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Aztec Art

The culture of the Aztecs was primarily forged from the culture of their predecessors, the Olmecs, the Toltecs, and the inhabitants of Teotihuacßn (Art 2). The Aztecs flourished as a civilization for two millennia before being decimated by smallpox and the Spanish conquest led by Cortes. In order to justify the systematic destruction of the Aztecs, the Spanish often represented them as a barbaric and savage culture. However, artworks uncovered in archaeological expeditions have uncovered the inaccuracy that such an assumption represents as the totality of Aztec culture. A current exhibition of recently uncovered Aztec works of art at the Guggenheim caused on art historian to maintain:

The biased view of the æsavage AztecsÆ remains alive and well in the modern world of popular books and television documentaries. The works of Aztec art on display at the Guggenheim provide an important counter to the biases of historical accounts (Smith 36).

This analysis will explore the various forms of art created by this Ancient culture wiped away by Spanish colonization.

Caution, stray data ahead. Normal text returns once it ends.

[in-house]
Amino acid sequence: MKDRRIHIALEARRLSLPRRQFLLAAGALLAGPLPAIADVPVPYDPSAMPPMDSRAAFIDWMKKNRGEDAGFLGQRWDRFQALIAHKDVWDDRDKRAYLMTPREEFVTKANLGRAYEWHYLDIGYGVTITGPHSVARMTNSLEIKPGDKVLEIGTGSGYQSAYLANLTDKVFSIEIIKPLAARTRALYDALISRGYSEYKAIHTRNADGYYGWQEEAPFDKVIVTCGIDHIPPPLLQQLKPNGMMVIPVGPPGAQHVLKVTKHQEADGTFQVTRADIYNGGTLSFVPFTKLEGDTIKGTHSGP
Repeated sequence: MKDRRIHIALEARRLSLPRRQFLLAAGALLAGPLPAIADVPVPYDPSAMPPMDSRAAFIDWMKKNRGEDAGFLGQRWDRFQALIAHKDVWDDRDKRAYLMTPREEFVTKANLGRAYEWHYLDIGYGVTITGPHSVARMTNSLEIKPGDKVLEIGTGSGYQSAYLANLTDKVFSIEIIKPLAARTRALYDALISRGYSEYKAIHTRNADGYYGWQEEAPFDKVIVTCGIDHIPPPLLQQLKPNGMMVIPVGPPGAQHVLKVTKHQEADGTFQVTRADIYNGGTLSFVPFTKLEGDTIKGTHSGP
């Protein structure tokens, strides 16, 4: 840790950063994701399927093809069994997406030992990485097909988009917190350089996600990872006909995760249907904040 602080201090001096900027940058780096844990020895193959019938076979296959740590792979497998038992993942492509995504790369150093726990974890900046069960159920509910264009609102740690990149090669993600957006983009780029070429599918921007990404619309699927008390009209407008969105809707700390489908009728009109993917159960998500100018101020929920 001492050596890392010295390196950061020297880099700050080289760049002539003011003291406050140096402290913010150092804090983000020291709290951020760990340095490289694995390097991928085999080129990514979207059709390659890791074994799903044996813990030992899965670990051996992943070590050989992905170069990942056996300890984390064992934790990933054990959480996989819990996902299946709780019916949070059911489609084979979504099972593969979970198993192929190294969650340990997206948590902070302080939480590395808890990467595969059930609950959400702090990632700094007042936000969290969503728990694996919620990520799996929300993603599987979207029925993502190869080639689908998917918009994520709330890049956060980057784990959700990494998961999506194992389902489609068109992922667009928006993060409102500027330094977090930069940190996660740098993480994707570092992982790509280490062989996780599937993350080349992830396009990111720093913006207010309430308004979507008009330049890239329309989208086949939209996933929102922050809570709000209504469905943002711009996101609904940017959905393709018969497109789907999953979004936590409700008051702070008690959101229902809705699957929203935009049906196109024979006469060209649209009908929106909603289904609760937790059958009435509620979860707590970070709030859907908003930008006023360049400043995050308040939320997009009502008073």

After 1521, there are few remaining artworks from Aztec civilization, primarily because the Spanish either destroyed them to erect monuments to their own culture or melted down or retooled ones made of precious ores or minerals. However, before this time there are a number of works of Aztec art in existence, especially because of a fairly recent archaeological dig that unearthed a treasure trove of Aztec art objects now on display at the Guggenheim. The art of the Aztecs was influenced by the culture of their predecessors, as many of their artworks show the Teotihuacßn style. However, as Smith (37) reports, the Aztecs eventually evolved their own style as well, such as the creation of ôstone masks made of greenstone and alabaster for Anthropomorphic Masks.ö

Aztec works of art ran a gamut of different media and expressions, from terra-cotta


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Aztec Art. (1969, December 31). In Retrieved 20:13, August 03, 2020, from